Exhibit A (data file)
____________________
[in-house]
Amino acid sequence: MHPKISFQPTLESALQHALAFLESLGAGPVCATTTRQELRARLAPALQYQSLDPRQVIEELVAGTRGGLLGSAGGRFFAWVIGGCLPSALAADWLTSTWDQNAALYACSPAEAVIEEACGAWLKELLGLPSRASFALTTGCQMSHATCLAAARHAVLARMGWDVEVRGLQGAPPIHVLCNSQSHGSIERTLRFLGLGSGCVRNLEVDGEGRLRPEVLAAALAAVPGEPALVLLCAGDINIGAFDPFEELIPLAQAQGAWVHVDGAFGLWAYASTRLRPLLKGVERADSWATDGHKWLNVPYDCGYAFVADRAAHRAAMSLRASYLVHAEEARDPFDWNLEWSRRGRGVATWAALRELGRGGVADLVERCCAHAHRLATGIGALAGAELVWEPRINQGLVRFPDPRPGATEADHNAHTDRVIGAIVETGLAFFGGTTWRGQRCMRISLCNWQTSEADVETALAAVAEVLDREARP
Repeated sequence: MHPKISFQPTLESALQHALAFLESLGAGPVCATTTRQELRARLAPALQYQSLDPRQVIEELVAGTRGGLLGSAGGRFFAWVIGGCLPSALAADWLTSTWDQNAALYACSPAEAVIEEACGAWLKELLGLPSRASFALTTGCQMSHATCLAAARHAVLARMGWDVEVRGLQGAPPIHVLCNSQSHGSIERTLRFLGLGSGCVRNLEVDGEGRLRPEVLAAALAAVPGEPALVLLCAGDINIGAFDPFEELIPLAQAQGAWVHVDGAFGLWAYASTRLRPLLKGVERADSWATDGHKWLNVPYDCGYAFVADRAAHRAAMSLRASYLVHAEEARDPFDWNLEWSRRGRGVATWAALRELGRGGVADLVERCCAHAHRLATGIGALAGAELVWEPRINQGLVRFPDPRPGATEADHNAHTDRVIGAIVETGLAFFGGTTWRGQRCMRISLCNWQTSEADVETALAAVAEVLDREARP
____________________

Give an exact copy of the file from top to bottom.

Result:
[in-house]
Amino acid sequence: MHPKISFQPTLESALQHALAFLESLGAGPVCATTTRQELRARLAPALQYQSLDPRQVIEELVAGTRGGLLGSAGGRFFAWVIGGCLPSALAADWLTSTWDQNAALYACSPAEAVIEEACGAWLKELLGLPSRASFALTTGCQMSHATCLAAARHAVLARMGWDVEVRGLQGAPPIHVLCNSQSHGSIERTLRFLGLGSGCVRNLEVDGEGRLRPEVLAAALAAVPGEPALVLLCAGDINIGAFDPFEELIPLAQAQGAWVHVDGAFGLWAYASTRLRPLLKGVERADSWATDGHKWLNVPYDCGYAFVADRAAHRAAMSLRASYLVHAEEARDPFDWNLEWSRRGRGVATWAALRELGRGGVADLVERCCAHAHRLATGIGALAGAELVWEPRINQGLVRFPDPRPGATEADHNAHTDRVIGAIVETGLAFFGGTTWRGQRCMRISLCNWQTSEADVETALAAVAEVLDREARP
Repeated sequence: MHPKISFQPTLESALQHALAFLESLGAGPVCATTTRQELRARLAPALQYQSLDPRQVIEELVAGTRGGLLGSAGGRFFAWVIGGCLPSALAADWLTSTWDQNAALYACSPAEAVIEEACGAWLKELLGLPSRASFALTTGCQMSHATCLAAARHAVLARMGWDVEVRGLQGAPPIHVLCNSQSHGSIERTLRFLGLGSGCVRNLEVDGEGRLRPEVLAAALAAVPGEPALVLLCAGDINIGAFDPFEELIPLAQAQGAWVHVDGAFGLWAYASTRLRPLLKGVERADSWATDGHKWLNVPYDCGYAFVADRAAHRAAMSLRASYLVHAEEARDPFDWNLEWSRRGRGVATWAALRELGRGGVADLVERCCAHAHRLATGIGALAGAELVWEPRINQGLVRFPDPRPGATEADHNAHTDRVIGAIVETGLAFFGGTTWRGQRCMRISLCNWQTSEADVETALAAVAEVLDREARP